What Is Cancer of the Rectum?

  • M. M. Lange
  • A. C. Kraima
  • C. J. H. van de Velde
  • M. C. deRuiter


Rectal cancer constitutes one-third of all colorectal cancers, representing the cancer with the second highest incidence and the second cause of cancer death in the western society [1, 2]. An estimated 100,000 new cases of rectal cancer are diagnosed each year in Europe. The incidence is increasing, mainly due to earlier detection and increasing age of the population, as the highest incidence of rectal cancer is found in the sixth and seventh decades. High incidence rates are found especially in western world populations, i.e. Western Europe, North America and Australia. This can probably be explained by a combination of factors, including dietary patterns with high amounts of red meat, obesity and smoking [3]. The United States is the only country with significantly decreasing incidence rates in both males and females in the most recent time period, which largely reflects detection and removal of precancerous lesions through colorectal cancer screening [4]. Next to dietary and life-style factors, risk factors for rectal cancer include inflammatory bowel disease and primary sclerosing cholangitis. Also genetic predisposition plays a role; however, rectal cancer most commonly occurs sporadically and is inherited in only 5% of the cases. Five-year survival rate of rectal cancer is about 60% and depends to a large extent on disease stage at diagnosis [5].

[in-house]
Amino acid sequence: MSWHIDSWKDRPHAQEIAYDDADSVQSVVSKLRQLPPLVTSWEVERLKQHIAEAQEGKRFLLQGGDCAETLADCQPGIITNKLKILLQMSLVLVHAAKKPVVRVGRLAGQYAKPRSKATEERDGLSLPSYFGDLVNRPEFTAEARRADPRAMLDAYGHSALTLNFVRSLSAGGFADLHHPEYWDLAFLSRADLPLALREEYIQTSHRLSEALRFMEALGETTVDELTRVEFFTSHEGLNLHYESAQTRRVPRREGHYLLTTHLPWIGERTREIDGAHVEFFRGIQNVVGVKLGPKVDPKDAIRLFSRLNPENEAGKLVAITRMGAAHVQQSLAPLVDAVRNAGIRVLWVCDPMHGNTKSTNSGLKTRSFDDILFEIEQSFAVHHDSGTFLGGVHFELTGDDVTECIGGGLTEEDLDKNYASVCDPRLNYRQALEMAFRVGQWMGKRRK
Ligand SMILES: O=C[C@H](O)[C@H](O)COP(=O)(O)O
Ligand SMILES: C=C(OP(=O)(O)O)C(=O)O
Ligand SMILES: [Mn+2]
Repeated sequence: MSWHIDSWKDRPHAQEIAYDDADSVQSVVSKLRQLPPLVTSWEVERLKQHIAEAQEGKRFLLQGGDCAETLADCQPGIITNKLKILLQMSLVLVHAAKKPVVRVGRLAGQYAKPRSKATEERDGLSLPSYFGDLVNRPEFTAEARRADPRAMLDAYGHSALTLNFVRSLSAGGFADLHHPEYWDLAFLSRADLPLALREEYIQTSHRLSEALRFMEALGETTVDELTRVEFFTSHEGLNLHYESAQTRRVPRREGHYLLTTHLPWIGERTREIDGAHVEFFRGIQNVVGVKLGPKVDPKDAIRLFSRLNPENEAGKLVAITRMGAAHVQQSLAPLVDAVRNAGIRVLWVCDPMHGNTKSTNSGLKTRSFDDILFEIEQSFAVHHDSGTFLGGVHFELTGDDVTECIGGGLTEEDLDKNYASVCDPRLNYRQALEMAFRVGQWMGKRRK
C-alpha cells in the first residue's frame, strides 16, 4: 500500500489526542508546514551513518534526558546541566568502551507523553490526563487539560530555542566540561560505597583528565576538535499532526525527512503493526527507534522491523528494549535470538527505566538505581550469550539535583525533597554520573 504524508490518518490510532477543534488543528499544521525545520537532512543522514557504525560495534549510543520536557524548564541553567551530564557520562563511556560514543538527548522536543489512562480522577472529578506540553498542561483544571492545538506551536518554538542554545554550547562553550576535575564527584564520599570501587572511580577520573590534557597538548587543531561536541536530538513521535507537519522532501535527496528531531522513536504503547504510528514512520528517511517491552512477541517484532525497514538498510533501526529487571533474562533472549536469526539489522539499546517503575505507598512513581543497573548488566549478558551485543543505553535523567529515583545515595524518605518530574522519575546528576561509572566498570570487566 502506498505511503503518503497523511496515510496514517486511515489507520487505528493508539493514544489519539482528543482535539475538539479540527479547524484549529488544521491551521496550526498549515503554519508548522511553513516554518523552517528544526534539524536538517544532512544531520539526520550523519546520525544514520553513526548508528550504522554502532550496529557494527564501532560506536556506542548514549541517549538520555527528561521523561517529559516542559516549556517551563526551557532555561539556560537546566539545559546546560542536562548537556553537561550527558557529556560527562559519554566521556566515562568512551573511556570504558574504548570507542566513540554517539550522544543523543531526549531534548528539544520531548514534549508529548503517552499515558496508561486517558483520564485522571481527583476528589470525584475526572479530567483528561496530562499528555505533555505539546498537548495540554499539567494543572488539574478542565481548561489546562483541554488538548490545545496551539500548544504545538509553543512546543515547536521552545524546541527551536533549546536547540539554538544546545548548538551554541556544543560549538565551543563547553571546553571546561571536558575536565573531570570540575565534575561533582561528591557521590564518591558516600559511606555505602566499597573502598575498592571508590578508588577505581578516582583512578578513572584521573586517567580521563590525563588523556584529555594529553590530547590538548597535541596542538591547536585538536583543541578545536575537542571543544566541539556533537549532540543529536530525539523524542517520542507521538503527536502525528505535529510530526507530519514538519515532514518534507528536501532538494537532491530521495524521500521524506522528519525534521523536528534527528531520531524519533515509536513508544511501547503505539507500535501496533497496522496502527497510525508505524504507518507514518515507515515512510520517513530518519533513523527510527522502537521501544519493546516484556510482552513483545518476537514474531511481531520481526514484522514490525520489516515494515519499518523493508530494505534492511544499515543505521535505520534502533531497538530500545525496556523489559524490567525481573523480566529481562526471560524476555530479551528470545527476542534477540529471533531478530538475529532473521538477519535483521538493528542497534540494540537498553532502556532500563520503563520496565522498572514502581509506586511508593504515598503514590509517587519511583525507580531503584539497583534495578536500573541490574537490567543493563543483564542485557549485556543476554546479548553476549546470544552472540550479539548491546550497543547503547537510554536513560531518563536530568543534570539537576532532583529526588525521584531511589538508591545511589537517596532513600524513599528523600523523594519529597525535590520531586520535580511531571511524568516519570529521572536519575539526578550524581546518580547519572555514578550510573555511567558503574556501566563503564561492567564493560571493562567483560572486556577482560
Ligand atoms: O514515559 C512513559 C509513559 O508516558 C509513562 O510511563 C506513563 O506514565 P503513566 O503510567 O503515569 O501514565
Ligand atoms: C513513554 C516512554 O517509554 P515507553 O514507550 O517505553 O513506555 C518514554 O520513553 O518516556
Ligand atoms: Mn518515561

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Copyright information

© Springer-Verlag Berlin Heidelberg 2018

Authors and Affiliations

  • M. M. Lange
    • 1
  • A. C. Kraima
    • 1
  • C. J. H. van de Velde
    • 1
  • M. C. deRuiter
    • 2
  1. 1.Leiden University Medical Center (The Netherlands)Department of SurgeryLeidenThe Netherlands
  2. 2.Leiden University Medical Center (The Netherlands)Department of Anatomy and EmbryologyLeidenThe Netherlands

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